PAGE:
General Motors has just announced a complete about-face of its European market strategy related to the Chevrolet and Opel/Vauxhall brands.
Starting in 2016, the automaker’s Chevrolet brand will no longer have a mainstream presence in Western and Eastern Europe “due to a challenging business model and the difficult economic situation in Europe.” Instead, the fourth-largest global automotive brand will focus on offering “select iconic vehicles” such as the Corvette in Western and Eastern Europe. Chevrolet will, however, continue to have a broad presence in Russia and the Commonwealth of Independent States.
The move, according to a GM news release, will “improve the Opel and Vauxhall brands and reduce the market complexity associated with having Opel and Chevrolet in Western and Eastern Europe.” Given that in Russia and the CIS the Opel and Chevrolet brands are “clearly defined and distinguished”, they are more competitive within their respective segments.
The change in business strategy marks a significant departure from the action plan from a year ago, when The General intended to turn Opel/Vauxhall into a slightly more premium mainstream brand and make Chevrolet the value brand in Europe. The news coincides with GM’s announcement to grow the Cadillac brand in Europe.
To Accelerate Progress
The General is characterizing the change as a way to “accelerate its progress in Europe by bolstering its brands in the mainstream” segment. The automaker also added that Chevrolet will work closely with its dealer network in Western and Eastern Europe “to define future steps while ensuring it can honor obligations to existing customers in the coming years.” One of these obligations is supplying parts and providing warranty work to existing Chevrolet owners — something that GM fully intends on carrying out and making available in the affected markets.
“Our customers can rest assured that we will continue to provide warranty, parts and services for their Chevrolet vehicles, and for vehicles purchased between now and the end of 2015,” said Thomas Sedran, president and managing director of Chevrolet Europe. “We want to thank our customers and dealers for their loyalty to the Chevrolet brand here in Europe.”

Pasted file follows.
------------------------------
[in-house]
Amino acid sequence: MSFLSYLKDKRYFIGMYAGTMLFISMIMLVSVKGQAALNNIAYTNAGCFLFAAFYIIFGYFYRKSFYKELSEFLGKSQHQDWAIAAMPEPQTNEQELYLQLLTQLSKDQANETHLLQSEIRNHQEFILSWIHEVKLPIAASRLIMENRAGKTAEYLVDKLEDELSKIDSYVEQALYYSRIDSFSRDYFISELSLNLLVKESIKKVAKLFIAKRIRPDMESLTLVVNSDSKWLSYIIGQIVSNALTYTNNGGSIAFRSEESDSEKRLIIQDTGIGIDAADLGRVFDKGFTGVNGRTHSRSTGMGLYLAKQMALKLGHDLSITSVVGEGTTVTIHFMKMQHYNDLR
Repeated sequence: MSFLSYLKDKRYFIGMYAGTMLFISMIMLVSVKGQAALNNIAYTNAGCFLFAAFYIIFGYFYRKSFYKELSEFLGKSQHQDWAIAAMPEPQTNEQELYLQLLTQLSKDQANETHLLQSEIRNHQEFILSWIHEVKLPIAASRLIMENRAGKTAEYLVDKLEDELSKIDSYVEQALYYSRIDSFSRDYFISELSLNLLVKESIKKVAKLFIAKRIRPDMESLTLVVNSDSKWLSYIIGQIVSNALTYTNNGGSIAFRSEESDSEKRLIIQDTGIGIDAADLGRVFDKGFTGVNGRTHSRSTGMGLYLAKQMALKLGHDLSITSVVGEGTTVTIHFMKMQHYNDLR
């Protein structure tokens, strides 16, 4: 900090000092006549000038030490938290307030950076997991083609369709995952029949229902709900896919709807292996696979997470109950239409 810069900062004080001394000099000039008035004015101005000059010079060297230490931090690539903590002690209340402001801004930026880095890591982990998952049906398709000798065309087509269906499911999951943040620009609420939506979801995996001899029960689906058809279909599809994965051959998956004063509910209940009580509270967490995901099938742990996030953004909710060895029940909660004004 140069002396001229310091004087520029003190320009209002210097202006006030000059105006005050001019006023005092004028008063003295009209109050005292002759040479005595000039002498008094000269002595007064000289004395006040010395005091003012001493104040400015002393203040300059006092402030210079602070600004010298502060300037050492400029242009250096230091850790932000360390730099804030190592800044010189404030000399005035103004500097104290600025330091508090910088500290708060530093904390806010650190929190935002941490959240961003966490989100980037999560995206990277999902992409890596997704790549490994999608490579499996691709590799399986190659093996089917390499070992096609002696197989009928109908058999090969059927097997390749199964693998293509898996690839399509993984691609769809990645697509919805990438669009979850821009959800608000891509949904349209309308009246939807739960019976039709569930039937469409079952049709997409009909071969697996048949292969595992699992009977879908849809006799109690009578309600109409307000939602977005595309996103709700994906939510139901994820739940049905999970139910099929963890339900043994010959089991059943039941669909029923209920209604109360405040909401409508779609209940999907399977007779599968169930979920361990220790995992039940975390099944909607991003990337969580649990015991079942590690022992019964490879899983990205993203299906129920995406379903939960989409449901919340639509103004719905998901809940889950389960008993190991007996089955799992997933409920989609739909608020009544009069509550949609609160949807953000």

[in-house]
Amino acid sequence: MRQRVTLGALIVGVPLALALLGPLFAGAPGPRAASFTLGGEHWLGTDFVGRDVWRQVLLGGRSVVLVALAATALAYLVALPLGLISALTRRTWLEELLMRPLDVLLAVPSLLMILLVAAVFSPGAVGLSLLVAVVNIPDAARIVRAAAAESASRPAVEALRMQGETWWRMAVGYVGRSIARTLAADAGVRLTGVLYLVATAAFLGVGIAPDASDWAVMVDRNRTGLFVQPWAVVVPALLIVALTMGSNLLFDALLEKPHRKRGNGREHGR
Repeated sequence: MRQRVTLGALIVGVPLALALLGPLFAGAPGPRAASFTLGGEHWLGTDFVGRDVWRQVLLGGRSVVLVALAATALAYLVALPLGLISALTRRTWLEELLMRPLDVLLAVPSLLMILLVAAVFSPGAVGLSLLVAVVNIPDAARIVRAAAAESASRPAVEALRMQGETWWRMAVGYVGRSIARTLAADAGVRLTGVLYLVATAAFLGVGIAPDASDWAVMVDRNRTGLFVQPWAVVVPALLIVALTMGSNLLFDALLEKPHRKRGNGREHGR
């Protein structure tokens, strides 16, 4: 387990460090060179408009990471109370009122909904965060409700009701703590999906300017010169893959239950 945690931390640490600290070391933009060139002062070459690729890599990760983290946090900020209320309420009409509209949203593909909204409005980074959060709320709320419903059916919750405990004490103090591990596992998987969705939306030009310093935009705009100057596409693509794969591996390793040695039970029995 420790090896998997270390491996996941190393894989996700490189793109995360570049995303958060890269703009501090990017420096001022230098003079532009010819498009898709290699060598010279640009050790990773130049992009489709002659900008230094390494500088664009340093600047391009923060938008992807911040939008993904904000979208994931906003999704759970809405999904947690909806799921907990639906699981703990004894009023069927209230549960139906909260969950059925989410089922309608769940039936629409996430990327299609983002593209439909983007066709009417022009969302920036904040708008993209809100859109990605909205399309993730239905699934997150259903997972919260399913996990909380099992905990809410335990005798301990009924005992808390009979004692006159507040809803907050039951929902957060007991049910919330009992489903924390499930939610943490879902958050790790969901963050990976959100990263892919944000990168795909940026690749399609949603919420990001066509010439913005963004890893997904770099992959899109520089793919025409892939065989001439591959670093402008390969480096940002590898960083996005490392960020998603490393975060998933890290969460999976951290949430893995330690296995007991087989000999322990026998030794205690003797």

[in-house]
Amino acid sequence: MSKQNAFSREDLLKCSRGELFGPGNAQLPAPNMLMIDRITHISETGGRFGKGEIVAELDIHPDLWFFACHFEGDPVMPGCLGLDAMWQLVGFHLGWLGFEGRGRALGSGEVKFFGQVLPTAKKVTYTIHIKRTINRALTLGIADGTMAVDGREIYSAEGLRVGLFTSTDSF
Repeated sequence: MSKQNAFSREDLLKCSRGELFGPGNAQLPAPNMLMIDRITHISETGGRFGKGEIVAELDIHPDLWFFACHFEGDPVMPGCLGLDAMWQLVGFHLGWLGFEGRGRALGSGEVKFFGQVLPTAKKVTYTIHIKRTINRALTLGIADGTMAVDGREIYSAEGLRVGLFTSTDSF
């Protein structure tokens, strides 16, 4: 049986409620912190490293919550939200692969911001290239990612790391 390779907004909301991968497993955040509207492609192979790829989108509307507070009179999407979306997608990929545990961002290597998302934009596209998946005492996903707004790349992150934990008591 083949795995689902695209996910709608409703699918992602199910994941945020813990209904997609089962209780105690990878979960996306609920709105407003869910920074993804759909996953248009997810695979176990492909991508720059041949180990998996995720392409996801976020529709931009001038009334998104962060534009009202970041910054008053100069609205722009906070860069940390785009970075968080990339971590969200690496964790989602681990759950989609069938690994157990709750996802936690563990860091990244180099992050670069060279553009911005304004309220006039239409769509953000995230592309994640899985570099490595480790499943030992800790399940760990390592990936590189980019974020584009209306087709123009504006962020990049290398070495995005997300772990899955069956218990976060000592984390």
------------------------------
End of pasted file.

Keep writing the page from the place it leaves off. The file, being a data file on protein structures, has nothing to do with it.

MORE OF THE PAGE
The newfound strategy as it relates to Chevrolet “will allow us to focus our investments where the opportunity for growth is greatest”, said General Motors CEO Dan Akerson.
Given that most of the Chevrolet product portfolio sold in Western and Eastern Europe is manufactured in South Korea, GM will increase its focus on “driving profitability, managing costs and maximizing sales opportunities in its Korean operations” as it looks “for new ways to improve business results in the fast-changing and highly competitive global business environment.”
“We will continue to become more competitive in Korea,” said GM Korea President and CEO Sergio Rocha. “In doing so, we will position ourselves for long-term competitiveness and sustainability in the best interests of our employees, customers and stakeholders, while remaining a significant contributor to GM’s global business.”
Special Accounting Charges
As a result of the decision to no longer offer Chevrolet vehicles in mainstream segments in Western and Eastern Europe, General Motors expects to record net special charges of $700 million to $1 billion primarily in the fourth quarter of 2013 and continuing through the first half of 2014.
The special charges consist of asset impairments, dealer restructuring, sales incentives and severance-related costs that will “pave the way for continued improvement in GM’s European operations through the further strengthening of the Opel and Vauxhall brands”. Approximately $300 million of these net special charges will be non-cash expenses.
Additionally, GM “expects to incur restructuring costs related to these actions that will not be treated as special charges, but will impact GM International Operations earnings in 2014.”